NL Election 2021: The Foggy Road Ahead

The 2021 provincial election is over. It is time to start the work of repairing what has been broken, or brace for another cascade failure.

With the conclusion of the 2021 provincial election, this is the last donors-only ‘letters from the editor of the Independent’ to be made public. This article was initially sent to subscribers on 28 March 2021 (#43). For more like this delivered directly to your inbox every week, donate here.

Following the most fucked up campaign in post-Confederation history, the 2021 Newfoundland and Labrador election has finally reached its epic conclusion: more or less the status quo. 

Andrew Furey and the Liberals secured a slim two-seat majority at the expense of the Tories and NDP, who each saw their leaders defeated (plus Lucy Stoyles outmanoeuvring Jim Lester in Mount Pearl). Most other incumbents were returned, including three independents—Paul Lane, Perry Trimper, and Eddie Joyce (who has been banging the anti-Bruce Chaulk drum longer than anyone else). Results have yet to be officially certified, but estimates on Saturday put overall voter turnout around 48%—with a high of 51% in the greater St. John’s metropolitan area, progressively falling with distance from the capital down to 37% in Labrador. This is the lowest voter turnout in provincial history.

Now the real work begins.

This provincial election has demonstrated that Newfoundland and Labrador is governed—if we can call it that—by grossly underdeveloped and fragile institutions, administered by aggressively mediocre “public servants.” The party system is broken; the legislature is deeply dysfunctional; the elections agency, as former Telegram politics reporter James McLeod recently tweeted, is “an absolute circus run by a clown.” Now is the time for sober reflection and collective healing in the wake of a traumatic electoral experience.

This is not what we are likely to get. The Liberals have made it clear they see this as a clear “mandate” to do… whatever it is they want to do. The plan here is clearly to white-knuckle through any questions around legitimacy and hope that the public will simply eat whatever they are served out of the Moya Greene Mystery Box. Maybe this is a sound wager; the last ten weeks have given many people a serious distaste for politics. And why not? Can anyone seriously say they’ve been inspired by anything politicians have offered up over the last three months?

But enough “negativity.” Let’s be generous here, and take newly-minted Premier Andrew Furey at his word. Let’s assume he really wants to enact positive, transformative change for Newfoundland and Labrador. He has an opportunity to do this by engaging in the very basic level of reform demanded by this gongshow of an election. He can start by fixing our democracy.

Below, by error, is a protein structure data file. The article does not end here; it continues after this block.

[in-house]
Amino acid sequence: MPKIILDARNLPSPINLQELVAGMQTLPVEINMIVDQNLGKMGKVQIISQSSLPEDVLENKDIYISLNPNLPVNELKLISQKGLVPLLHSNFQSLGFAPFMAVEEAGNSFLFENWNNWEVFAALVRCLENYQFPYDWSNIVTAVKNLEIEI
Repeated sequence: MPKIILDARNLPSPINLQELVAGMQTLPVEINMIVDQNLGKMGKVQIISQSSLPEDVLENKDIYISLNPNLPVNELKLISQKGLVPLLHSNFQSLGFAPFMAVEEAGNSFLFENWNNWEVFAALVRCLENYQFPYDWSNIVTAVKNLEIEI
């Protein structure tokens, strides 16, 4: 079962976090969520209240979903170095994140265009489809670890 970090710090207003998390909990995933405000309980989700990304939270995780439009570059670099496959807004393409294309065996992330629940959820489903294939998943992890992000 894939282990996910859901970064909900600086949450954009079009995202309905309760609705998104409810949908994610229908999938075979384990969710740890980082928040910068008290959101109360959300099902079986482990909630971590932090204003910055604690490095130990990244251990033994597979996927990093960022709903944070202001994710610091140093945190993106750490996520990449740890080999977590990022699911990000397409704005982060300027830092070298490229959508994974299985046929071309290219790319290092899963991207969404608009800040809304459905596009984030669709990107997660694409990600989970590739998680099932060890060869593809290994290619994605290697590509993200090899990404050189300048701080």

Now is the time to start thinking hard about the kind of structural improvements the province needs. Ideally, the electoral breakdown we’ve just gone through would force MHAs to seriously address how our democratic machinery works—because currently it clearly doesn’t. We need campaign finance reform to fix the party system, force party leadership to engage with the grassroots, and incentivize more ordinary citizens to get involved. We need to beef up the legislature so that MHAs are empowered to create better laws—like setting up the sort of committee system that enabled the national House of Commons to commission a report into proactively modifying its Elections Act to account for, say, the logistics of a pandemic. In hindsight, this sort of practice might be helpful. I don’t know; given what we’re working with, a little bit of statecraft in this province would go a long way.

We need the premier to take his job as “head of government” seriously. Show us that you are really interested in rising to the challenge. Our political institutions need drastic reconstruction to restore public legitimacy. Our economy needs to be reshaped by, and towards, the human interests of all residents—not merely those already sitting at the pinnacle of the local pyramid. The whole world—environmentally and economically—is going to change radically in the decade ahead. (This is already happening; northern Labrador is melting.) This is not the time for politics as usual. You tell us that the road ahead is foggy; I tell you that leaders who chase down mirages in the mist will be dashed against the rocks.

There are opportunities here. In a post-pandemic world where the internet has obliterated geography—and where sitting at the fringes of the North American imperial core confers great geopolitical advantages—Newfoundland and Labrador may finally taste its long-prophesied moment in the sun. There is a future to build here for those brave and foolish enough to try. We can create a new world instead of clinging to fantasies of an old one that is every day disintegrating and never coming back. That so many things are broken means there is new room to build. The People’s Recovery project is proof that it can be done against the backdrop of official disinterest and dysfunction.

The 2021 provincial election is over—for now. In the interim it is time to start the work of repairing what has been broken, or brace for another cascade failure. One way or another, we cannot put off our necessary “structural adjustments” any longer.

Photo by Erik Mclean on Unsplash.

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